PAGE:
Practices like meditation and yoga can reduce stress and improve mood. The Journal of Psychiatric Practice reports that mindfulness-based interventions show promise in treating mood disorders.

Remember, experiencing the Winter Blues is not uncommon, and many ways exist to alleviate the symptoms. Incorporating these strategies into your daily life can help boost your mood and energy levels throughout the winter months. It's about finding what works best for you and making small, consistent changes to improve your overall well-being.

If you're looking for a way to tackle a lack of motivation and energy during the winter months, health and wellness coaching is a great option to explore. 

Schedule a complimentary 30-minute consultation with me, and let’s talk about creating a personalized strategy that will help you feel your best and stay active during these colder months. 

Together, we can help you to overcome the winter slump and emerge more resilient and energized. Go to the Booking tap to book your session and take the first step towards a brighter, more vibrant winter season.


Please note that the information provided in this article, including recommendations and insights related to health and wellness, is for educational and informational purposes only. It is not intended as a substitute for professional medical advice, diagnosis, or treatment.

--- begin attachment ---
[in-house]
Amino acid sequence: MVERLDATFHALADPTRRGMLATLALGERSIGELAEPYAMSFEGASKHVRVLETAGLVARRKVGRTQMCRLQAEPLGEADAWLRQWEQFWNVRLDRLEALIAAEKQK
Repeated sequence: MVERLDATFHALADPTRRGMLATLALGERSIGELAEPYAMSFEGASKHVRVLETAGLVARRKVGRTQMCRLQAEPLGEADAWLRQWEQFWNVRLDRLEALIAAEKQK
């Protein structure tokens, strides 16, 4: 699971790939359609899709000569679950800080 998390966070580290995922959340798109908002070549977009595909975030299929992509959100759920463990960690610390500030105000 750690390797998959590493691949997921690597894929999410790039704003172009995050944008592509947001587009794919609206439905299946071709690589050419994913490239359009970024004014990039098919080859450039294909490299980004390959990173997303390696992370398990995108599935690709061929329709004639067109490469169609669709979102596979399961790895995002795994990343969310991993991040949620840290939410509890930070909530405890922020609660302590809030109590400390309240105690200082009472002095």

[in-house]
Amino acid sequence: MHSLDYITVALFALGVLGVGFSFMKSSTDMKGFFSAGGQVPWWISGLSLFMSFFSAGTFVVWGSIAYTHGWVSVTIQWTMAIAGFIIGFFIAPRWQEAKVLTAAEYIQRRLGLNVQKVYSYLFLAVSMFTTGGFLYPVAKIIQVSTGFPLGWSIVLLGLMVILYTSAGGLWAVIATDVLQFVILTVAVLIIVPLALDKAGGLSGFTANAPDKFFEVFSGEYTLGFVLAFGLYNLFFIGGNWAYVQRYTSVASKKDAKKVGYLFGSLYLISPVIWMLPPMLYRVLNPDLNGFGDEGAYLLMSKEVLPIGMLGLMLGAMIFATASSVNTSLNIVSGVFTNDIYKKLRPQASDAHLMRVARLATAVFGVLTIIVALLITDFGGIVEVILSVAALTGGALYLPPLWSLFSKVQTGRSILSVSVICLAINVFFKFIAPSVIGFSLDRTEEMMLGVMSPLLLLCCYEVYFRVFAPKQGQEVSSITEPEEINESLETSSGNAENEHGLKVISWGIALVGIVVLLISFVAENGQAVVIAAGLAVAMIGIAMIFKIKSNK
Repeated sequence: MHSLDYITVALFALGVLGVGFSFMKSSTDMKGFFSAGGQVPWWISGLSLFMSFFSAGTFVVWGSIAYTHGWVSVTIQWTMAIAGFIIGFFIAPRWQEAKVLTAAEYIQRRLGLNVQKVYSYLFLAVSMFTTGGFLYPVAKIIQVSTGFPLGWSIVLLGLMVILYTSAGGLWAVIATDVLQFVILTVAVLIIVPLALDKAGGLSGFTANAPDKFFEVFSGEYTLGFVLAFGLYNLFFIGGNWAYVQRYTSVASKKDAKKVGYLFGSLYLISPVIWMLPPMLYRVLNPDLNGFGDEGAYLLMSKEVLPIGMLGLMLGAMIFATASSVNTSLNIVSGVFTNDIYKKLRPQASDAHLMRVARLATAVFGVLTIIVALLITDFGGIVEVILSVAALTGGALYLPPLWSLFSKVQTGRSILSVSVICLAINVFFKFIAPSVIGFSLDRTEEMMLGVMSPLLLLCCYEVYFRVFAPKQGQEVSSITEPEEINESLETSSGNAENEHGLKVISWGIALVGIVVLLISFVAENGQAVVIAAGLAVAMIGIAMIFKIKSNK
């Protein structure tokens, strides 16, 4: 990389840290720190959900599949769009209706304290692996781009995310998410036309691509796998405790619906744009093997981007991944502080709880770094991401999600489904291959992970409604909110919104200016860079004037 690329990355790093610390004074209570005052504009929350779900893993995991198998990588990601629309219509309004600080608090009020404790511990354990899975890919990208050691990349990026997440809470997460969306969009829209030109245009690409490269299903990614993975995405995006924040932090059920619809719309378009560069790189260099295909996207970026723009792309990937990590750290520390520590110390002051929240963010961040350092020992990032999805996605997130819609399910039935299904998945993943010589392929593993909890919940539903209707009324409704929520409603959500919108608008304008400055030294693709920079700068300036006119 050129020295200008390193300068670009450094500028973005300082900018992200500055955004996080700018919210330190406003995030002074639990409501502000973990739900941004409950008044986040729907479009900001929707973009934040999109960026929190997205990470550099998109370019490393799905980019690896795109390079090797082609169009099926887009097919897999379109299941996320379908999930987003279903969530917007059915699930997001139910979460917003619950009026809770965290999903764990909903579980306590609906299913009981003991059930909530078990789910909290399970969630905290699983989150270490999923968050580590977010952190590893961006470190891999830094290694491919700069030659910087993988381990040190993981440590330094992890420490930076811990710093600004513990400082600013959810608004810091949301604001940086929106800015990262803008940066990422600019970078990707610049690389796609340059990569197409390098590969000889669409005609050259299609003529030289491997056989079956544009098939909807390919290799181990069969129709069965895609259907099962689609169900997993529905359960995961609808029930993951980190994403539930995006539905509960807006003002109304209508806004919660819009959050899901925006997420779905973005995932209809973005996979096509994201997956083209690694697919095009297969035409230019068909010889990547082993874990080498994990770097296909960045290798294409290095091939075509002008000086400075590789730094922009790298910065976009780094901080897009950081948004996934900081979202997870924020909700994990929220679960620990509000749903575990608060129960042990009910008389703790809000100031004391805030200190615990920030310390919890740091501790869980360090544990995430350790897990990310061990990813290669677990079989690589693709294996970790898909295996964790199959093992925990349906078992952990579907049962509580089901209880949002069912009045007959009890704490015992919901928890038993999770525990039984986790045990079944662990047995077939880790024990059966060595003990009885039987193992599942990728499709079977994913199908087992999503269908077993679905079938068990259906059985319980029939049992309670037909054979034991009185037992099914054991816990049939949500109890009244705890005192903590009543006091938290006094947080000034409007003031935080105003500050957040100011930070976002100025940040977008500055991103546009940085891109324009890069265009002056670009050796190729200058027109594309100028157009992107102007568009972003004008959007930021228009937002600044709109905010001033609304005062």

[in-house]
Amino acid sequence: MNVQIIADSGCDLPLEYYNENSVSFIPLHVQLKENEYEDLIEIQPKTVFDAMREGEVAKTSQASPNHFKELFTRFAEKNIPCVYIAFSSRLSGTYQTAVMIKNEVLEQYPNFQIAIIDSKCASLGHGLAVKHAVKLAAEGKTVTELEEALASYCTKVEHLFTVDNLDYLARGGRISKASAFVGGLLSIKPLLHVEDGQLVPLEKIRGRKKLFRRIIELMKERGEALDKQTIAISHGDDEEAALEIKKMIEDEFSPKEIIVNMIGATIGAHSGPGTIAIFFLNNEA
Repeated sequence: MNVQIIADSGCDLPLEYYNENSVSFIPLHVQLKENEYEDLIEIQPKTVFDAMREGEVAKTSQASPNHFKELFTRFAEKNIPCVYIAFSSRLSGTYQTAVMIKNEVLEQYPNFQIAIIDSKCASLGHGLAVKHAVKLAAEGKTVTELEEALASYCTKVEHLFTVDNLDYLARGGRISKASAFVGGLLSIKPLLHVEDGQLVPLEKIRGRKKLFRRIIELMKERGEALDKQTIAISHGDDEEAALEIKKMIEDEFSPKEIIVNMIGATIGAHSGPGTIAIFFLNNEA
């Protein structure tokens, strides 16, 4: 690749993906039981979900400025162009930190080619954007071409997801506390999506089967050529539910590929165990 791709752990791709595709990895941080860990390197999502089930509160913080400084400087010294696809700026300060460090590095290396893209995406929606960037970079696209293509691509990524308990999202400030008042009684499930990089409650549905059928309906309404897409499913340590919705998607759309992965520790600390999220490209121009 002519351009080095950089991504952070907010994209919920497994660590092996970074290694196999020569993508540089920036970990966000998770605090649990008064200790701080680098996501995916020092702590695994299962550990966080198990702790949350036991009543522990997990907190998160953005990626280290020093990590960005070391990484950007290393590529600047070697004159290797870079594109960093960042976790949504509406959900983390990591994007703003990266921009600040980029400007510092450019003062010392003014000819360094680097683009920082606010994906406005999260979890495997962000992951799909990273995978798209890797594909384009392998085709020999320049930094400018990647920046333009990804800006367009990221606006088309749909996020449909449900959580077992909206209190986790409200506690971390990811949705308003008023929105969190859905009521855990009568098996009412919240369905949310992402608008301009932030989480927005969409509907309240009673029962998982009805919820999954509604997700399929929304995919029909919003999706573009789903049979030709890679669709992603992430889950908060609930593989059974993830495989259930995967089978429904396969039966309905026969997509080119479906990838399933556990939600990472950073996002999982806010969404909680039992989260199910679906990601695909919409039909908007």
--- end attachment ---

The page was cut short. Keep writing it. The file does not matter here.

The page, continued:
Health and Wellness Coaching is not a replacement for therapy or psychiatric care. Health and Wellness Coaches are not qualified to treat Seasonal Affective Disorder (SAD) or any other mental health disorders. The role of a Health and Wellness Coach is to support and guide individuals in establishing and maintaining lifestyle habits that contribute to their overall well-being. This support is best utilized in conjunction with, or as a complement to, the guidance of licensed mental health professionals.

If you suspect that you may be suffering from Seasonal Affective Disorder (SAD) or any other mental health condition, it is crucial to seek the advice of your healthcare provider promptly. A qualified medical professional can provide a proper diagnosis and recommend appropriate treatment options.


Seasonal affective disorder treatment: Choosing a light box. (2022, March 30). Mayo Clinic.

Harvard Health. (2021, February 2). Exercise is an all-natural treatment to fight depression.

Bratman, G. N., Hamilton, J. P., Hahn, K. S., Daily, G. C., & Gross, J. J. (2015). Nature experience reduces rumination and subgenual prefrontal cortex activation. Proceedings of the National Academy of Sciences of the United States of America, 112(28), 8567–8572.

Jacka FN. Nutritional Psychiatry: Where to Next? EBioMedicine. 2017 Mar;17:24-29. doi: 10.1016/j.ebiom.2017.02.020. Epub 2017 Feb 21. PMID: 28242200; PMCID: PMC5360575.

Suni, E., & Suni, E. (2023, November 16). Mental health and sleep. Sleep Foundation.

​​Eisendrath, S. J., Gillung, E., Delucchi, K., Segal, Z. V., Nelson, J., McInnes, L. A., Mathalon, D. H., & Feldman, M. D. (2016). A randomized controlled trial of Mindfulness-Based Cognitive Therapy for Treatment-Resistant Depression. Psychotherapy and Psychosomatics, 85(2), 99–110.